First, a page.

Tonight Rifftrax successfully funded its fifth Kickstarter. The former Mystery Science Theater 3000 team was seeking $250,000 to riff Samurai Cop, a selection of shorts featuring Paul F Tompkins, Trace Beaulieu and Frank Conniff, Mary Jo Pehl and Bridget Nelson and a super secret mystery movie that they can’t reveal the name of until the Kickstarter ends.
I got to interview Tom Servo himself, Kevin Murphy, about the Kickstarter. My article is up on Cityview now, but I did hold a few questions back for this blog.
This is the second time I’ve interviewed Kevin, the first time was back in 2008.
I asked him about the writing process for Rifftrax:
“We divide the writing into chunks. Each of us takes a chunk and spend many, many days trying to make it funny. Depending on the film, it can be really challenging. But a film like Samurai Cop offers so many opportunities for silliness, it makes the job easy.
“Once the script is merged, Mike (Nelson) and two of our younger writers, Conor (Lastowka) and Sean (Thomason) give it a once over to make sure everything is meshing so we don’t have echoes of jokes. It’s freaky how often we come up with similar jokes for the same moments. In the case of Samurai Cop, we had to monitor how many times we referred to his hair and how it was constantly changing.
“It’s amazing how cohesive it all ends up. We all know each others’ writing so well that it ends up seeming like one voice, rather than a bunch of voices. I don’t know if it’s by design or just osmosis, but we all know how it works now.
On writing for live shows vs. VOD releases:
“There’s a lot more back and forth for live shows. We can’t pack them with as many jokes, because people can’t hit rewind and play the lines over and over again if they miss something. The live shows are like starting a train with no breaks at the top of a hill and it just keeps going until we get to the end. We don’t want people to stop laughing just to hear the next joke, so we try to make them as impactful and satisfying as we can.”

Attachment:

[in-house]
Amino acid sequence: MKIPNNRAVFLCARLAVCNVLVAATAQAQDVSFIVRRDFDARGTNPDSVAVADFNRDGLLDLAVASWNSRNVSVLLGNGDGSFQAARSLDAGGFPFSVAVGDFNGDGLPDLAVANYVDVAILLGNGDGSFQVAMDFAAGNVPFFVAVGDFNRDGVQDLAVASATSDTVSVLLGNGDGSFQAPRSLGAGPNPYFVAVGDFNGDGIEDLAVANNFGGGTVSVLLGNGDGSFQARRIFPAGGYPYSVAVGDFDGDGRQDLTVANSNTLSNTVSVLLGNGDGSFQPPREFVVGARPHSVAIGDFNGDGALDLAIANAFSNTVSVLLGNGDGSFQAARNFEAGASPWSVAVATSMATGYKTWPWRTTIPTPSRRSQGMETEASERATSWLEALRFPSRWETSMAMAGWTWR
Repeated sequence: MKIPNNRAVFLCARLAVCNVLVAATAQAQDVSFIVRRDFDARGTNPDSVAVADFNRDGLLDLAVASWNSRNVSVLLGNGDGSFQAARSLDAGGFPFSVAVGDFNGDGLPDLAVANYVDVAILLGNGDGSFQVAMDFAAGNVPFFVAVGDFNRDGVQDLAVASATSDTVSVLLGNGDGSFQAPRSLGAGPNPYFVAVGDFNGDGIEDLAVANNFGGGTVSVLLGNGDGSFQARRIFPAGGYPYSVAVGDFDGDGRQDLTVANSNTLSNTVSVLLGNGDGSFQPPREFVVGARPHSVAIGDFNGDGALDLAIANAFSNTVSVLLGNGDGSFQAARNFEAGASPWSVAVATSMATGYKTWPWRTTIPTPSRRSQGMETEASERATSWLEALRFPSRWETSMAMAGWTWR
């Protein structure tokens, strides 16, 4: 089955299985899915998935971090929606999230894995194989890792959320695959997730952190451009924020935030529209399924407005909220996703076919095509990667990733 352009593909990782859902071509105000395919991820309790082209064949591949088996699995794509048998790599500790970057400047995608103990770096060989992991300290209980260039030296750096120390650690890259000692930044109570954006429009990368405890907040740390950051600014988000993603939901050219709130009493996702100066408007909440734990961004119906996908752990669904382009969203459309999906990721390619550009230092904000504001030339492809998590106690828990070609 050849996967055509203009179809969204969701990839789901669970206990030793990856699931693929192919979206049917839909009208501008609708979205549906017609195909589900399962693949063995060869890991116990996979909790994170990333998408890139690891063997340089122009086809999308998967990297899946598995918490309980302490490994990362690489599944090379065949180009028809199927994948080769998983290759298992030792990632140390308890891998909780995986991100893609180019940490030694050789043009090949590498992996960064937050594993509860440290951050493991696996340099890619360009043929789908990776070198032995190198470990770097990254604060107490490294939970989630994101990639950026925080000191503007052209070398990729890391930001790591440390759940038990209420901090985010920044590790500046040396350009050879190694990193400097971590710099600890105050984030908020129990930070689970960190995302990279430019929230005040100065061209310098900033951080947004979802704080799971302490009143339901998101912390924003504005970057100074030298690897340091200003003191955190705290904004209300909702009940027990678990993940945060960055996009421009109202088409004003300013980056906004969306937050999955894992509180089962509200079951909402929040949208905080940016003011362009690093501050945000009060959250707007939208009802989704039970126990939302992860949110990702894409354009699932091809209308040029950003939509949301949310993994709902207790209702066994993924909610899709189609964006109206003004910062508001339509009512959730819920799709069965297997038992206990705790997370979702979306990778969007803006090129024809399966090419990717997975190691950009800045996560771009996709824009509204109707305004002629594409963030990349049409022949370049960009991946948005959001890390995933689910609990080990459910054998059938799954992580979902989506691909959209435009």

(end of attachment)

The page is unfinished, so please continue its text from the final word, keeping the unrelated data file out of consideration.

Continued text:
Years ago I interviewed Weird Al and asked him how often people make song suggestions. In the spirit of that, I asked Kevin how often people say “You know what you should riff?”
We get it a lot. And by the way, Weird Al is one of my gurus. I love that guy and what he does. But there are a lot more songs out there than movies, believe it or not, and there are a lot of movies out there. But we get it all the time, and it’s actually helpful. It’s how we learned about things like Birdemic, The Room and Miami Connection. It’s fun for us, and most importantly, it gets our fans involved.”
So I followed up with my own “You know what you should riff?”, This Island Earth. It was the film riffed in Mystery Science Theater 3000: The Movie, but the studio cut the film to be shorter than a regular episode of the show, cut jokes that they thought the audience wouldn’t get and reduced the number or riffs compared to the rapid-fire pace of a regular episode. Rifftrax has revisited some classic Mystery Science Theater episodes, in some cases including scenes that were cut from the broadcast for time. My point? I want all of TIE riffed.
“I think it’s a great movie for us to do, because it has so many big, goofy characters in it and big, goofy moments. It’s sort of an action film and it looks great. I don’t know if we could do it, it would depend on the rights, but I’d love to take another crack at that.”